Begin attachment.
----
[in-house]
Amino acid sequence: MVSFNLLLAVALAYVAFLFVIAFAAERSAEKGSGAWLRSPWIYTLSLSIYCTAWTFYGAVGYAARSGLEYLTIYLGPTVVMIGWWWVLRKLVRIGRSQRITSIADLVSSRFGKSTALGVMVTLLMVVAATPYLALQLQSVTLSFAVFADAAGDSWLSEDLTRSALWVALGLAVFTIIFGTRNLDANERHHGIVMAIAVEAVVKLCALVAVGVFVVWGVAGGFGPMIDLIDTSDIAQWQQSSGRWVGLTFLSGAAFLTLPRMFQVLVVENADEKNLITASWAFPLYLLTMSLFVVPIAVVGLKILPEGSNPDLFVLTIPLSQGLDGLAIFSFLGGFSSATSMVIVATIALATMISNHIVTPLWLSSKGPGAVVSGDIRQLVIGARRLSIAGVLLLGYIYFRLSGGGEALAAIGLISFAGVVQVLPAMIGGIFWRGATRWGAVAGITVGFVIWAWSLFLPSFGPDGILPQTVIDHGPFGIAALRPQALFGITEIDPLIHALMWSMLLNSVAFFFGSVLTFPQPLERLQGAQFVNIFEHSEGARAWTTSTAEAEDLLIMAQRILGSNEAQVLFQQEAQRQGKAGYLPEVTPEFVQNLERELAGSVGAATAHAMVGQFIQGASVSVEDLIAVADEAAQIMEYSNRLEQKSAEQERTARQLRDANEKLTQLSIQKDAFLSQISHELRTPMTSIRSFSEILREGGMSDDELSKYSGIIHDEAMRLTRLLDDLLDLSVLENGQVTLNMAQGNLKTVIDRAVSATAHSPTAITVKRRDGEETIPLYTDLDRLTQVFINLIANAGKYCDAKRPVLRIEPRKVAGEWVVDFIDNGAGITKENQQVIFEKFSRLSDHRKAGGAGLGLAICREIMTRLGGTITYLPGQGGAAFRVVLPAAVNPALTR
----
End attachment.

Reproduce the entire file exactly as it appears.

[in-house]
Amino acid sequence: MVSFNLLLAVALAYVAFLFVIAFAAERSAEKGSGAWLRSPWIYTLSLSIYCTAWTFYGAVGYAARSGLEYLTIYLGPTVVMIGWWWVLRKLVRIGRSQRITSIADLVSSRFGKSTALGVMVTLLMVVAATPYLALQLQSVTLSFAVFADAAGDSWLSEDLTRSALWVALGLAVFTIIFGTRNLDANERHHGIVMAIAVEAVVKLCALVAVGVFVVWGVAGGFGPMIDLIDTSDIAQWQQSSGRWVGLTFLSGAAFLTLPRMFQVLVVENADEKNLITASWAFPLYLLTMSLFVVPIAVVGLKILPEGSNPDLFVLTIPLSQGLDGLAIFSFLGGFSSATSMVIVATIALATMISNHIVTPLWLSSKGPGAVVSGDIRQLVIGARRLSIAGVLLLGYIYFRLSGGGEALAAIGLISFAGVVQVLPAMIGGIFWRGATRWGAVAGITVGFVIWAWSLFLPSFGPDGILPQTVIDHGPFGIAALRPQALFGITEIDPLIHALMWSMLLNSVAFFFGSVLTFPQPLERLQGAQFVNIFEHSEGARAWTTSTAEAEDLLIMAQRILGSNEAQVLFQQEAQRQGKAGYLPEVTPEFVQNLERELAGSVGAATAHAMVGQFIQGASVSVEDLIAVADEAAQIMEYSNRLEQKSAEQERTARQLRDANEKLTQLSIQKDAFLSQISHELRTPMTSIRSFSEILREGGMSDDELSKYSGIIHDEAMRLTRLLDDLLDLSVLENGQVTLNMAQGNLKTVIDRAVSATAHSPTAITVKRRDGEETIPLYTDLDRLTQVFINLIANAGKYCDAKRPVLRIEPRKVAGEWVVDFIDNGAGITKENQQVIFEKFSRLSDHRKAGGAGLGLAICREIMTRLGGTITYLPGQGGAAFRVVLPAAVNPALTR